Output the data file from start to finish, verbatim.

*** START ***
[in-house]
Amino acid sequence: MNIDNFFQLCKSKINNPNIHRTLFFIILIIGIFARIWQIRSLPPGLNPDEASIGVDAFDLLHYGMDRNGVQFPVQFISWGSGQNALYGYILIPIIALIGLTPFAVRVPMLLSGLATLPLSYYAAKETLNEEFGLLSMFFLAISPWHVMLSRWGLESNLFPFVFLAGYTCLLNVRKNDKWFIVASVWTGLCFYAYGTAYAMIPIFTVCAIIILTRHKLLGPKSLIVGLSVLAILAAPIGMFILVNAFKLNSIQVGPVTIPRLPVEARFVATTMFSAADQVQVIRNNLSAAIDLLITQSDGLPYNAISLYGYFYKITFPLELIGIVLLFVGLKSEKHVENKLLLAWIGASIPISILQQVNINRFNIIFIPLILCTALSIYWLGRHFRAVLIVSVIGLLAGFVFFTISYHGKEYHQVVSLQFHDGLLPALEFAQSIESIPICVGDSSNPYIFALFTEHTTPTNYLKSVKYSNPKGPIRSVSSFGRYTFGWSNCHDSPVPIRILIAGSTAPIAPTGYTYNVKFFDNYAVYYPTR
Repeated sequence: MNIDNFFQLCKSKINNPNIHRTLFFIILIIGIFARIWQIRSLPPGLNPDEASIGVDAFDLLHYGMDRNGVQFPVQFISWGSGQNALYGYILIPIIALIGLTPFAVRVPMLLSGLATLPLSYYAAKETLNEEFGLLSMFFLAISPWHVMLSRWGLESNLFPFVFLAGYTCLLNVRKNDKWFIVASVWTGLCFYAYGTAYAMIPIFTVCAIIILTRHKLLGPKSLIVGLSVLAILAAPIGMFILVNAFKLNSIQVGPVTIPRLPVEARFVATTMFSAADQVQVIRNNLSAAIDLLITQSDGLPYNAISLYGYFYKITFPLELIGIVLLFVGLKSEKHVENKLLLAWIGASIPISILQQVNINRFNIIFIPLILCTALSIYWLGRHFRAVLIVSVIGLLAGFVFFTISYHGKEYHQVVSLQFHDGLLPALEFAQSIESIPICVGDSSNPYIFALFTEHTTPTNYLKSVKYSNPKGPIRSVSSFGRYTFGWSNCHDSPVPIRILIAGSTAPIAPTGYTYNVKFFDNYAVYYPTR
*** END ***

[in-house]
Amino acid sequence: MNIDNFFQLCKSKINNPNIHRTLFFIILIIGIFARIWQIRSLPPGLNPDEASIGVDAFDLLHYGMDRNGVQFPVQFISWGSGQNALYGYILIPIIALIGLTPFAVRVPMLLSGLATLPLSYYAAKETLNEEFGLLSMFFLAISPWHVMLSRWGLESNLFPFVFLAGYTCLLNVRKNDKWFIVASVWTGLCFYAYGTAYAMIPIFTVCAIIILTRHKLLGPKSLIVGLSVLAILAAPIGMFILVNAFKLNSIQVGPVTIPRLPVEARFVATTMFSAADQVQVIRNNLSAAIDLLITQSDGLPYNAISLYGYFYKITFPLELIGIVLLFVGLKSEKHVENKLLLAWIGASIPISILQQVNINRFNIIFIPLILCTALSIYWLGRHFRAVLIVSVIGLLAGFVFFTISYHGKEYHQVVSLQFHDGLLPALEFAQSIESIPICVGDSSNPYIFALFTEHTTPTNYLKSVKYSNPKGPIRSVSSFGRYTFGWSNCHDSPVPIRILIAGSTAPIAPTGYTYNVKFFDNYAVYYPTR
Repeated sequence: MNIDNFFQLCKSKINNPNIHRTLFFIILIIGIFARIWQIRSLPPGLNPDEASIGVDAFDLLHYGMDRNGVQFPVQFISWGSGQNALYGYILIPIIALIGLTPFAVRVPMLLSGLATLPLSYYAAKETLNEEFGLLSMFFLAISPWHVMLSRWGLESNLFPFVFLAGYTCLLNVRKNDKWFIVASVWTGLCFYAYGTAYAMIPIFTVCAIIILTRHKLLGPKSLIVGLSVLAILAAPIGMFILVNAFKLNSIQVGPVTIPRLPVEARFVATTMFSAADQVQVIRNNLSAAIDLLITQSDGLPYNAISLYGYFYKITFPLELIGIVLLFVGLKSEKHVENKLLLAWIGASIPISILQQVNINRFNIIFIPLILCTALSIYWLGRHFRAVLIVSVIGLLAGFVFFTISYHGKEYHQVVSLQFHDGLLPALEFAQSIESIPICVGDSSNPYIFALFTEHTTPTNYLKSVKYSNPKGPIRSVSSFGRYTFGWSNCHDSPVPIRILIAGSTAPIAPTGYTYNVKFFDNYAVYYPTR